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The best way to know is by measuring, and the next best is by keeping track of how many miles you got out of your last chain, and then knowing the time is coming. The second method isn't a great idea, though; you'll get more summer miles than winter ones out of a chain.
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Old 08-23-11, 04:23 PM
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Get a Park Tool chain wear gauge - fool proof and about $10.00
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Old 08-23-11, 05:08 PM
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Once when I was "new" to cycling and wasn't so aware of drivetrain wear (who had ever considered such a concept when riding around on our old ten-speeds?), I was riding along and looked over at my shadow. I could see light between my big ring and the chain, like the chain wasn't even touching the ring. "Huh...that's a weird optical illusion," I thought to myself. Of course I learned it wasn't an illusion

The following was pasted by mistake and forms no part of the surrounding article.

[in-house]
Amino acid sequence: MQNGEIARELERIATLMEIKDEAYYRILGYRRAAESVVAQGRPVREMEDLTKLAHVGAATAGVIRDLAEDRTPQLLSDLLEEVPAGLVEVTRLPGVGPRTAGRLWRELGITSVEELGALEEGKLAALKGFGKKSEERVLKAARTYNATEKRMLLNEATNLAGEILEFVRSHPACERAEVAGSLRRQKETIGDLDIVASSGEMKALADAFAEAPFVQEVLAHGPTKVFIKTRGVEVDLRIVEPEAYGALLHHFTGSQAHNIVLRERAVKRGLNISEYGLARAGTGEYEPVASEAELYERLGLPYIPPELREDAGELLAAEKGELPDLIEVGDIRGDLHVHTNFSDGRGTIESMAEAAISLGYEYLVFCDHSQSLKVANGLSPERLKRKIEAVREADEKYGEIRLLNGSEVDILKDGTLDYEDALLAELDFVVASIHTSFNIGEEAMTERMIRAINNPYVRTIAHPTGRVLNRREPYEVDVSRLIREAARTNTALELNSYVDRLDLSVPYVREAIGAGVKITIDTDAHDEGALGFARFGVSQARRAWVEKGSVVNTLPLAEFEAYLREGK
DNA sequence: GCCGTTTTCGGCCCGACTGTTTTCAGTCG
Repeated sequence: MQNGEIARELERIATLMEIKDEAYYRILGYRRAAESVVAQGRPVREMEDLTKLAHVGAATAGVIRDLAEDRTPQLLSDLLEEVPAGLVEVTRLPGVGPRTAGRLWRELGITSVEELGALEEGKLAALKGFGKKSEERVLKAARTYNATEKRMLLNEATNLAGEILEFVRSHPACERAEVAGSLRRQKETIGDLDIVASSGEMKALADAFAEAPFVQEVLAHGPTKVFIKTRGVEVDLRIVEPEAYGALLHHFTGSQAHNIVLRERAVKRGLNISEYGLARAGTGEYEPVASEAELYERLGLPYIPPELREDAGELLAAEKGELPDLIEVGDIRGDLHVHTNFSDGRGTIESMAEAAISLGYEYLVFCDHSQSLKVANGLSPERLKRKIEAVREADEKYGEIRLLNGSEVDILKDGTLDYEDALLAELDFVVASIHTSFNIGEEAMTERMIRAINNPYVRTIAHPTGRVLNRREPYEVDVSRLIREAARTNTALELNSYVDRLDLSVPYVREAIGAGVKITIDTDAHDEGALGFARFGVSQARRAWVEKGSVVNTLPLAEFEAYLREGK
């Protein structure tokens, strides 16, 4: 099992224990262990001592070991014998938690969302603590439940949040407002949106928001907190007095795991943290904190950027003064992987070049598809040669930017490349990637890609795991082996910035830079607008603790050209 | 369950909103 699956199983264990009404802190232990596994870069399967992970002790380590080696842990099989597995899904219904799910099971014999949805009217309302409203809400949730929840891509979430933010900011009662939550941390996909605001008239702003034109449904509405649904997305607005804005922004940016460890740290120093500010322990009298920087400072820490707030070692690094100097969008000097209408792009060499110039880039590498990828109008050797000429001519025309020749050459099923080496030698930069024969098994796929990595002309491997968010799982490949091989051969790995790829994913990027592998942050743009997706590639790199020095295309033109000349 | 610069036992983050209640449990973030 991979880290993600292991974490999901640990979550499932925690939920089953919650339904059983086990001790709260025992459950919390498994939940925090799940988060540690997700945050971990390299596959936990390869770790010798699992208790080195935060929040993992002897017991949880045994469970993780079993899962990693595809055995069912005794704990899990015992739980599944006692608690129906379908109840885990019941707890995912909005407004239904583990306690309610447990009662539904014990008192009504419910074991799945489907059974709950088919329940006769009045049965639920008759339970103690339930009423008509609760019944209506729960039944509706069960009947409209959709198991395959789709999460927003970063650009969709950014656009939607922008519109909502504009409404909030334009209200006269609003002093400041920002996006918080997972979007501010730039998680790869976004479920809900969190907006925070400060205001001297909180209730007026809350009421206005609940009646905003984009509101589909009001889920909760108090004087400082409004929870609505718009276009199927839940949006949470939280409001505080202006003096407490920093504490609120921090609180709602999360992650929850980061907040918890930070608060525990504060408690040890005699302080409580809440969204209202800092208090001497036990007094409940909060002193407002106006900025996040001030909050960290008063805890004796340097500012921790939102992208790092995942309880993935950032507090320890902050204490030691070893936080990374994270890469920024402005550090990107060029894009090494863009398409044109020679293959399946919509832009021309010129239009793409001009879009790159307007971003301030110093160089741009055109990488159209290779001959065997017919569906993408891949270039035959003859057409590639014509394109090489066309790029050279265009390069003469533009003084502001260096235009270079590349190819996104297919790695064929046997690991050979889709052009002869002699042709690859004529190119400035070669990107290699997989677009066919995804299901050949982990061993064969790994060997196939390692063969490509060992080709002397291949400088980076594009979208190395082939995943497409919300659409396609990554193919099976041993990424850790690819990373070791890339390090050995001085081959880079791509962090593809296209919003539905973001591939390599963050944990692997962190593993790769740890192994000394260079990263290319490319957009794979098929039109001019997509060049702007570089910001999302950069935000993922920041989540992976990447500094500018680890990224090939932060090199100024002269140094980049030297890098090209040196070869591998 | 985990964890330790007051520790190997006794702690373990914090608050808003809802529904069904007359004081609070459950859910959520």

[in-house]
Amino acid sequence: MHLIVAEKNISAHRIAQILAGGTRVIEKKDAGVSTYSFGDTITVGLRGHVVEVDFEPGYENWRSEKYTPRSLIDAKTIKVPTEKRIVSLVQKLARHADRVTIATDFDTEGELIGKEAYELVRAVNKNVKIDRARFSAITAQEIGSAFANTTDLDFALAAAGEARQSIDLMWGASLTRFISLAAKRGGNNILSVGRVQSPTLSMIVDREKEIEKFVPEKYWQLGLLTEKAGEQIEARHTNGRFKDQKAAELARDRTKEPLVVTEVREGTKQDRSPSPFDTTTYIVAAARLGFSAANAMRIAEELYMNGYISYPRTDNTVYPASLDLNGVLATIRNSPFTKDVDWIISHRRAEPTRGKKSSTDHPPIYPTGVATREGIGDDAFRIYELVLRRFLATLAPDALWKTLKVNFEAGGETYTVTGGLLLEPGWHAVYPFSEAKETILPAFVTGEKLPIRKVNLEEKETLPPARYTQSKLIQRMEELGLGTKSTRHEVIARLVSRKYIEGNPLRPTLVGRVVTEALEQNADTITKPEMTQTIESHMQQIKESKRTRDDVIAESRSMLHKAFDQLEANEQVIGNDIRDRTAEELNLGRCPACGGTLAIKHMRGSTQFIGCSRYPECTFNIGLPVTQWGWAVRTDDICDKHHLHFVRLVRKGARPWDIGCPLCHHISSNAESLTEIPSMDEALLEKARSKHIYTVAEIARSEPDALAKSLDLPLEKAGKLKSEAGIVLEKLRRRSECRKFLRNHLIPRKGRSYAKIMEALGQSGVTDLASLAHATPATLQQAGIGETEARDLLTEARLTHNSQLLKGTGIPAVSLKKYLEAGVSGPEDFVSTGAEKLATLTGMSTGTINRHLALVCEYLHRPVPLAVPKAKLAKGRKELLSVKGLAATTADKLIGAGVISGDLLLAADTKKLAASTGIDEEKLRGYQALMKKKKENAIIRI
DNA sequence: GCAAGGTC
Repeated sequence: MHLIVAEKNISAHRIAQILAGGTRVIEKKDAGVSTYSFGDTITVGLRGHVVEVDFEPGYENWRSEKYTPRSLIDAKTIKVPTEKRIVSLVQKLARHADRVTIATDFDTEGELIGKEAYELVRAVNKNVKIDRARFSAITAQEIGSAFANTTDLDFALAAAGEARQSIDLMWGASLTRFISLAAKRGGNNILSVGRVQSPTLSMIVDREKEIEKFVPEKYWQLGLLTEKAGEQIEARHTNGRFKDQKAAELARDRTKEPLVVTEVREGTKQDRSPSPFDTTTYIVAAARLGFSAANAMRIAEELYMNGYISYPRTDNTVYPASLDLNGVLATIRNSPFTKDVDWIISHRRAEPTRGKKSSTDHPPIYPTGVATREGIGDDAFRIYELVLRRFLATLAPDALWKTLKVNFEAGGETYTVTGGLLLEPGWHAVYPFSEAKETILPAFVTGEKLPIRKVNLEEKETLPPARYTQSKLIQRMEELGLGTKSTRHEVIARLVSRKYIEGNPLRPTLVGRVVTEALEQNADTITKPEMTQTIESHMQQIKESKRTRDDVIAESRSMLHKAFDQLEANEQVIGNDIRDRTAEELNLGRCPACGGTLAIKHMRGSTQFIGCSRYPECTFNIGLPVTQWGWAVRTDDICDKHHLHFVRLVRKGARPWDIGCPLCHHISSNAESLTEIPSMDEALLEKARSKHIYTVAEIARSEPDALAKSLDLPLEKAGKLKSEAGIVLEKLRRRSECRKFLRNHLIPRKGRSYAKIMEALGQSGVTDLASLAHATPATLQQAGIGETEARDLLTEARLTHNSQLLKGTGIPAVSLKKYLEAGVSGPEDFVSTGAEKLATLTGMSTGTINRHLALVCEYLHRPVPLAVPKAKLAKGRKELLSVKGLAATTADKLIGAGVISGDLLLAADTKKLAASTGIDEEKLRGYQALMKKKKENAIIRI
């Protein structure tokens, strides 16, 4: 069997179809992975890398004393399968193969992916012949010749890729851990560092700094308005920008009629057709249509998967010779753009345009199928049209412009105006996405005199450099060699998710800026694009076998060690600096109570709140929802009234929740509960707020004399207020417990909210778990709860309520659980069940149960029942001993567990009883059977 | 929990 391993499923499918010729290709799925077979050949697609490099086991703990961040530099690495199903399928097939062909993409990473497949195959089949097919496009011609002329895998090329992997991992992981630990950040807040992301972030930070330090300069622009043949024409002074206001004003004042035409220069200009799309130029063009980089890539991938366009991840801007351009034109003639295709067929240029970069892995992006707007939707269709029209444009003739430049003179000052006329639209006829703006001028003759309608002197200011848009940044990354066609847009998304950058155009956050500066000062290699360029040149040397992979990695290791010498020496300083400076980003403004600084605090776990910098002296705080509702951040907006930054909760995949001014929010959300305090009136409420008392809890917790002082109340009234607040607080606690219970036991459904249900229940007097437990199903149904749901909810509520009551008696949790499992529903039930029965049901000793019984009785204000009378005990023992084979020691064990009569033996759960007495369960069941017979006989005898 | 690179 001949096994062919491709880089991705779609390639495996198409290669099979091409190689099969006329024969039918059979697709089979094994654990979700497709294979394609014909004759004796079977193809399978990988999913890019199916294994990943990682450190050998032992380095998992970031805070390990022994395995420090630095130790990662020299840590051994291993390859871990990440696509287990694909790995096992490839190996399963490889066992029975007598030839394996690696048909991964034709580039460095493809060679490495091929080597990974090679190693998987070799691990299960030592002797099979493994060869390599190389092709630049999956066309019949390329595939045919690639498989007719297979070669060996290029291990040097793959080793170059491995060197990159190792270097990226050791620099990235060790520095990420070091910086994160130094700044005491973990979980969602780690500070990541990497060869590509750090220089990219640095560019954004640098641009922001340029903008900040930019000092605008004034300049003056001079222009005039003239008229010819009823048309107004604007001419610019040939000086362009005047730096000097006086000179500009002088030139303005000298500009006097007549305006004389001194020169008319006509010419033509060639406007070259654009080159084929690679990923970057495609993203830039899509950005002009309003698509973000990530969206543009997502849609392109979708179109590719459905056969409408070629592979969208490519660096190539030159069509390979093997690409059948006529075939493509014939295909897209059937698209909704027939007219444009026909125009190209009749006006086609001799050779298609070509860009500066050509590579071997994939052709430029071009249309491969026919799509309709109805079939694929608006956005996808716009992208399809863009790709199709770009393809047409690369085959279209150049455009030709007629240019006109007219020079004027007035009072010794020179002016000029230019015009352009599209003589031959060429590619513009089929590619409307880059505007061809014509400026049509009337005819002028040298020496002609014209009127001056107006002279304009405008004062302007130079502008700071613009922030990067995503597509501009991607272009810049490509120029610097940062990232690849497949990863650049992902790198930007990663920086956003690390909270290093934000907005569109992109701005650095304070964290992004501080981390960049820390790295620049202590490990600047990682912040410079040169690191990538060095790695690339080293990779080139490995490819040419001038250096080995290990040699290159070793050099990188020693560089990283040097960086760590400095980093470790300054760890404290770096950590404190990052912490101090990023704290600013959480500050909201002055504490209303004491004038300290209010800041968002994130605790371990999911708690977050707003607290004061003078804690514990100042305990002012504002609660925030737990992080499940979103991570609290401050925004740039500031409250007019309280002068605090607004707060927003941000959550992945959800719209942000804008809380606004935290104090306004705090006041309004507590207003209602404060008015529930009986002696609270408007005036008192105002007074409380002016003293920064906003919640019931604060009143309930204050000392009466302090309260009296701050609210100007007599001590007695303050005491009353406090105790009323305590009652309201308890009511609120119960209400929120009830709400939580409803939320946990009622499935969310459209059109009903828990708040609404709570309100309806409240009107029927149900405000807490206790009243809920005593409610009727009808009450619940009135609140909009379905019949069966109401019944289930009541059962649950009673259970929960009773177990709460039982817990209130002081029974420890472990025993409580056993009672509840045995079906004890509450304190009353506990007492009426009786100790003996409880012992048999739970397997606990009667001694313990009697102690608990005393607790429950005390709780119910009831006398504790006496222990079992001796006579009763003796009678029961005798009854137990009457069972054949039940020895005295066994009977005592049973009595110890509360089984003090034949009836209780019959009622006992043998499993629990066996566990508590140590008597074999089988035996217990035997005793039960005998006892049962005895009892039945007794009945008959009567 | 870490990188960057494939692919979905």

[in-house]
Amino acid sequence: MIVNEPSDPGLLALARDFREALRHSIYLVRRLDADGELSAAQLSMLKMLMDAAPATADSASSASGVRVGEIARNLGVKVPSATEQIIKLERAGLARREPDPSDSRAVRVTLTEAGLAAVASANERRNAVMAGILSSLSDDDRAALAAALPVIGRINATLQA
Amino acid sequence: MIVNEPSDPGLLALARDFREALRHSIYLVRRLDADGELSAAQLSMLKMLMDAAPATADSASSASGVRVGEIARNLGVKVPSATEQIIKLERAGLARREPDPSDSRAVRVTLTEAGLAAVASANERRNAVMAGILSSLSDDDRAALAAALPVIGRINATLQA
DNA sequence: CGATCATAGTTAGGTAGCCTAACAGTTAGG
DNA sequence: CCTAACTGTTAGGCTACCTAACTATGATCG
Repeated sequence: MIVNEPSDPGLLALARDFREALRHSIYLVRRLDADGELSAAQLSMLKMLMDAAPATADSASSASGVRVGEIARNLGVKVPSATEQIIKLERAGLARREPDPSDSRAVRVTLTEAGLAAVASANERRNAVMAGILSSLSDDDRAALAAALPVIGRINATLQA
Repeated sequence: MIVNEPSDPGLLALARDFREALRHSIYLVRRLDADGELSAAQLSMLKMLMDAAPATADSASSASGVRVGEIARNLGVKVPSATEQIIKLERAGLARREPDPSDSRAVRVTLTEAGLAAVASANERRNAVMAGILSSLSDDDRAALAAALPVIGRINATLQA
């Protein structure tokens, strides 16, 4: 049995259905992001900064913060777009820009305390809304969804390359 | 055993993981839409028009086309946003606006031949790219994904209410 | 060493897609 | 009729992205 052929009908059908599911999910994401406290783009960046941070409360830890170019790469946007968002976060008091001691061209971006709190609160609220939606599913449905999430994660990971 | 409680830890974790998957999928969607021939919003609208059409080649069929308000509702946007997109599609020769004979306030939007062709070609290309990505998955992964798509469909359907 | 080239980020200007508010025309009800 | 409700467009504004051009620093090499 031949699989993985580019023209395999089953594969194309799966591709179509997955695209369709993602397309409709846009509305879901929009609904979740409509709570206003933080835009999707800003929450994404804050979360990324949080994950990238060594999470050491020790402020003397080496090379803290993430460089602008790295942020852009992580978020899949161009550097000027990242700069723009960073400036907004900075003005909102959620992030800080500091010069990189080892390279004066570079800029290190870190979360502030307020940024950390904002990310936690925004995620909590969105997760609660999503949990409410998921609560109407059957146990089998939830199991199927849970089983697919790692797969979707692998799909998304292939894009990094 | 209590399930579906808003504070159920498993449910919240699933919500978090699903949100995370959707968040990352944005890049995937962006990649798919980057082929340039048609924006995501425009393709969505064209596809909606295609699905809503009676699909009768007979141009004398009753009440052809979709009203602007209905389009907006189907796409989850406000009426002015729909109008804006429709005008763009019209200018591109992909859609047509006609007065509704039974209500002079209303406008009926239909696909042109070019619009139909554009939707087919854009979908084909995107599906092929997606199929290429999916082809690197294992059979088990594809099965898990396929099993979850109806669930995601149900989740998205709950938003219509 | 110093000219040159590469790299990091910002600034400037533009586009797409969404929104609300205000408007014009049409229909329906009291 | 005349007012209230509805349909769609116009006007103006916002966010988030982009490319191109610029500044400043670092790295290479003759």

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Old 08-23-11, 05:11 PM
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I just replaced the chain on my road bike; it had stretched almost 1/8". That is way too much. I know this because on the 12-27 cassette, the 19, 21, and 24T cogs won't hold the chain. The old chain ate those gears. I ordered a new cassette.

I usually end up replacing the cassette every other chain.

I need to get a chain wear gauge.
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Old 08-23-11, 05:19 PM
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Just use a 12" steel rule as mentioned in the article, measure the stretch periodically, and replace once it stretches more than 1/16".
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Old 08-23-11, 06:16 PM
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If you're changing your rear cassette to a different configuration, it might require a few links to be removed for best results when shifting.